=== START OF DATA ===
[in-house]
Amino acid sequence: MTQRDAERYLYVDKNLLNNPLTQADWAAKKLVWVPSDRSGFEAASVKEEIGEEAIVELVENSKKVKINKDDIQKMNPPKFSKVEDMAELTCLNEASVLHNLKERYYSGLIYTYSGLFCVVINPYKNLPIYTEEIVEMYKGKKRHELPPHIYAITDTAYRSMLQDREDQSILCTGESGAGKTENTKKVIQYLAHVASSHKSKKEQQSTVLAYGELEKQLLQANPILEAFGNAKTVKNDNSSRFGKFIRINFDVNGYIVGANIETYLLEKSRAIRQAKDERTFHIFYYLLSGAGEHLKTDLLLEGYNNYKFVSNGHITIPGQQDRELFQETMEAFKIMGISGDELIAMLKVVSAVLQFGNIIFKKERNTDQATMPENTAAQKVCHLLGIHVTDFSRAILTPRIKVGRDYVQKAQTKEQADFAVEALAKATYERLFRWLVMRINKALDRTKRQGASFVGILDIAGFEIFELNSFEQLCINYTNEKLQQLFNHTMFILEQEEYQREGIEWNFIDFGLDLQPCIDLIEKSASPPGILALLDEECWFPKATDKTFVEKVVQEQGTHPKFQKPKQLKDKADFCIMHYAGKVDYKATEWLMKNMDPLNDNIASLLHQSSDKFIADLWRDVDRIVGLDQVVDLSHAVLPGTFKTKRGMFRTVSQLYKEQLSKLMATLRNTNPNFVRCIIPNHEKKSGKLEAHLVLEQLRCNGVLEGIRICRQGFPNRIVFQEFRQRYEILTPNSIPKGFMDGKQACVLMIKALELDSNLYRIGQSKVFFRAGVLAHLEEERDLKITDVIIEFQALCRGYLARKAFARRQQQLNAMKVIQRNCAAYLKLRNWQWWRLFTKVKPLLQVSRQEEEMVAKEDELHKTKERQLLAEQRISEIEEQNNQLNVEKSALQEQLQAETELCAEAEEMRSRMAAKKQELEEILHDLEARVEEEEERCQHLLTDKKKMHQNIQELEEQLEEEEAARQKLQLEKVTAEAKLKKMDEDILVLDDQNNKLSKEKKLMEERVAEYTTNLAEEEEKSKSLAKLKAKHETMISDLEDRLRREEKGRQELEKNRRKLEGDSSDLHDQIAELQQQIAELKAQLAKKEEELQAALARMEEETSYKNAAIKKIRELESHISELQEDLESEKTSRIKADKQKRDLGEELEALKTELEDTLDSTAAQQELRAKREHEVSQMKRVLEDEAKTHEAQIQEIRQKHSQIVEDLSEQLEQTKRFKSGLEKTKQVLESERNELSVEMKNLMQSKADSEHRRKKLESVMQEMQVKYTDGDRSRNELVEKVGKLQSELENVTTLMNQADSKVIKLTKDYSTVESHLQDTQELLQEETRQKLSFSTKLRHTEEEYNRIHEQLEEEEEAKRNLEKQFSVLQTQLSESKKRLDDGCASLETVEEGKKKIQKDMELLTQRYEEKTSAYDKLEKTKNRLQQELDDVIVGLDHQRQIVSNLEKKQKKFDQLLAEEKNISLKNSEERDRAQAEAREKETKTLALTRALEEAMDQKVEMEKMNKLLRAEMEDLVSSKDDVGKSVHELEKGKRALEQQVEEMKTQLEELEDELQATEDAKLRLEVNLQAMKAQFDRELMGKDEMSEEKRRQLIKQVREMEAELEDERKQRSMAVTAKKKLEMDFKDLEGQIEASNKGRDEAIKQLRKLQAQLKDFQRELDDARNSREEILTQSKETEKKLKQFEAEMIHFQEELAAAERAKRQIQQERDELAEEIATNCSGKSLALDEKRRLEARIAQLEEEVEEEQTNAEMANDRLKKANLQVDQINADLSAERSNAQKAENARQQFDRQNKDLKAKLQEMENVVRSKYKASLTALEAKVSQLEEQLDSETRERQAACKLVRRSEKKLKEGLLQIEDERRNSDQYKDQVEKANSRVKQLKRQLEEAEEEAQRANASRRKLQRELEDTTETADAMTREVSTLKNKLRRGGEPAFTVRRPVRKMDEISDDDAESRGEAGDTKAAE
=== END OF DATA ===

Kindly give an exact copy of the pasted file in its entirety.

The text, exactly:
[in-house]
Amino acid sequence: MTQRDAERYLYVDKNLLNNPLTQADWAAKKLVWVPSDRSGFEAASVKEEIGEEAIVELVENSKKVKINKDDIQKMNPPKFSKVEDMAELTCLNEASVLHNLKERYYSGLIYTYSGLFCVVINPYKNLPIYTEEIVEMYKGKKRHELPPHIYAITDTAYRSMLQDREDQSILCTGESGAGKTENTKKVIQYLAHVASSHKSKKEQQSTVLAYGELEKQLLQANPILEAFGNAKTVKNDNSSRFGKFIRINFDVNGYIVGANIETYLLEKSRAIRQAKDERTFHIFYYLLSGAGEHLKTDLLLEGYNNYKFVSNGHITIPGQQDRELFQETMEAFKIMGISGDELIAMLKVVSAVLQFGNIIFKKERNTDQATMPENTAAQKVCHLLGIHVTDFSRAILTPRIKVGRDYVQKAQTKEQADFAVEALAKATYERLFRWLVMRINKALDRTKRQGASFVGILDIAGFEIFELNSFEQLCINYTNEKLQQLFNHTMFILEQEEYQREGIEWNFIDFGLDLQPCIDLIEKSASPPGILALLDEECWFPKATDKTFVEKVVQEQGTHPKFQKPKQLKDKADFCIMHYAGKVDYKATEWLMKNMDPLNDNIASLLHQSSDKFIADLWRDVDRIVGLDQVVDLSHAVLPGTFKTKRGMFRTVSQLYKEQLSKLMATLRNTNPNFVRCIIPNHEKKSGKLEAHLVLEQLRCNGVLEGIRICRQGFPNRIVFQEFRQRYEILTPNSIPKGFMDGKQACVLMIKALELDSNLYRIGQSKVFFRAGVLAHLEEERDLKITDVIIEFQALCRGYLARKAFARRQQQLNAMKVIQRNCAAYLKLRNWQWWRLFTKVKPLLQVSRQEEEMVAKEDELHKTKERQLLAEQRISEIEEQNNQLNVEKSALQEQLQAETELCAEAEEMRSRMAAKKQELEEILHDLEARVEEEEERCQHLLTDKKKMHQNIQELEEQLEEEEAARQKLQLEKVTAEAKLKKMDEDILVLDDQNNKLSKEKKLMEERVAEYTTNLAEEEEKSKSLAKLKAKHETMISDLEDRLRREEKGRQELEKNRRKLEGDSSDLHDQIAELQQQIAELKAQLAKKEEELQAALARMEEETSYKNAAIKKIRELESHISELQEDLESEKTSRIKADKQKRDLGEELEALKTELEDTLDSTAAQQELRAKREHEVSQMKRVLEDEAKTHEAQIQEIRQKHSQIVEDLSEQLEQTKRFKSGLEKTKQVLESERNELSVEMKNLMQSKADSEHRRKKLESVMQEMQVKYTDGDRSRNELVEKVGKLQSELENVTTLMNQADSKVIKLTKDYSTVESHLQDTQELLQEETRQKLSFSTKLRHTEEEYNRIHEQLEEEEEAKRNLEKQFSVLQTQLSESKKRLDDGCASLETVEEGKKKIQKDMELLTQRYEEKTSAYDKLEKTKNRLQQELDDVIVGLDHQRQIVSNLEKKQKKFDQLLAEEKNISLKNSEERDRAQAEAREKETKTLALTRALEEAMDQKVEMEKMNKLLRAEMEDLVSSKDDVGKSVHELEKGKRALEQQVEEMKTQLEELEDELQATEDAKLRLEVNLQAMKAQFDRELMGKDEMSEEKRRQLIKQVREMEAELEDERKQRSMAVTAKKKLEMDFKDLEGQIEASNKGRDEAIKQLRKLQAQLKDFQRELDDARNSREEILTQSKETEKKLKQFEAEMIHFQEELAAAERAKRQIQQERDELAEEIATNCSGKSLALDEKRRLEARIAQLEEEVEEEQTNAEMANDRLKKANLQVDQINADLSAERSNAQKAENARQQFDRQNKDLKAKLQEMENVVRSKYKASLTALEAKVSQLEEQLDSETRERQAACKLVRRSEKKLKEGLLQIEDERRNSDQYKDQVEKANSRVKQLKRQLEEAEEEAQRANASRRKLQRELEDTTETADAMTREVSTLKNKLRRGGEPAFTVRRPVRKMDEISDDDAESRGEAGDTKAAE